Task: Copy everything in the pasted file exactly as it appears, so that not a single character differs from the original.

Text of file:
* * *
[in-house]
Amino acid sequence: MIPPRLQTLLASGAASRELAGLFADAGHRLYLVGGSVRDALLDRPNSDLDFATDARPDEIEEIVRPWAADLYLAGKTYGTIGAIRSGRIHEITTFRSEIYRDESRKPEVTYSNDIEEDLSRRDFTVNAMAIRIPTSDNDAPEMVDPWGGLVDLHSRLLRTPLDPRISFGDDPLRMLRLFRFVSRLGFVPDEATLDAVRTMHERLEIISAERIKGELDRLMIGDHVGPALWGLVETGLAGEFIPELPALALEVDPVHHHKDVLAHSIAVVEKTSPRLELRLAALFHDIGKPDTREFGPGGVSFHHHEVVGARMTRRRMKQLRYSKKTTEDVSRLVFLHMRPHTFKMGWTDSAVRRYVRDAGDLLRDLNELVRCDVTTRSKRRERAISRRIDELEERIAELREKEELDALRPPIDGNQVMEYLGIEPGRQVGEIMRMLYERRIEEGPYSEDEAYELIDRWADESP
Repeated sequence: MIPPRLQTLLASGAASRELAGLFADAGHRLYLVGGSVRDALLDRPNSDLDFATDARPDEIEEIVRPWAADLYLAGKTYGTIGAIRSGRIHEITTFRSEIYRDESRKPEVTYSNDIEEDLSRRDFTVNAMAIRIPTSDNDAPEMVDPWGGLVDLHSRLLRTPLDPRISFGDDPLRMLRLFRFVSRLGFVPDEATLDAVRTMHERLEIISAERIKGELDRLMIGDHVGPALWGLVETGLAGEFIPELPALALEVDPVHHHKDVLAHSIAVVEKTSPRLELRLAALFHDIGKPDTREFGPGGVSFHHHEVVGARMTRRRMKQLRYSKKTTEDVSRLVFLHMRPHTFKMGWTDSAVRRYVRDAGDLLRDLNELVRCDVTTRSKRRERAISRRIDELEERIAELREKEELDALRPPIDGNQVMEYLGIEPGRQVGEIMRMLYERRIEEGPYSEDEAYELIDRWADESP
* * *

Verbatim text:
[in-house]
Amino acid sequence: MIPPRLQTLLASGAASRELAGLFADAGHRLYLVGGSVRDALLDRPNSDLDFATDARPDEIEEIVRPWAADLYLAGKTYGTIGAIRSGRIHEITTFRSEIYRDESRKPEVTYSNDIEEDLSRRDFTVNAMAIRIPTSDNDAPEMVDPWGGLVDLHSRLLRTPLDPRISFGDDPLRMLRLFRFVSRLGFVPDEATLDAVRTMHERLEIISAERIKGELDRLMIGDHVGPALWGLVETGLAGEFIPELPALALEVDPVHHHKDVLAHSIAVVEKTSPRLELRLAALFHDIGKPDTREFGPGGVSFHHHEVVGARMTRRRMKQLRYSKKTTEDVSRLVFLHMRPHTFKMGWTDSAVRRYVRDAGDLLRDLNELVRCDVTTRSKRRERAISRRIDELEERIAELREKEELDALRPPIDGNQVMEYLGIEPGRQVGEIMRMLYERRIEEGPYSEDEAYELIDRWADESP
Repeated sequence: MIPPRLQTLLASGAASRELAGLFADAGHRLYLVGGSVRDALLDRPNSDLDFATDARPDEIEEIVRPWAADLYLAGKTYGTIGAIRSGRIHEITTFRSEIYRDESRKPEVTYSNDIEEDLSRRDFTVNAMAIRIPTSDNDAPEMVDPWGGLVDLHSRLLRTPLDPRISFGDDPLRMLRLFRFVSRLGFVPDEATLDAVRTMHERLEIISAERIKGELDRLMIGDHVGPALWGLVETGLAGEFIPELPALALEVDPVHHHKDVLAHSIAVVEKTSPRLELRLAALFHDIGKPDTREFGPGGVSFHHHEVVGARMTRRRMKQLRYSKKTTEDVSRLVFLHMRPHTFKMGWTDSAVRRYVRDAGDLLRDLNELVRCDVTTRSKRRERAISRRIDELEERIAELREKEELDALRPPIDGNQVMEYLGIEPGRQVGEIMRMLYERRIEEGPYSEDEAYELIDRWADESP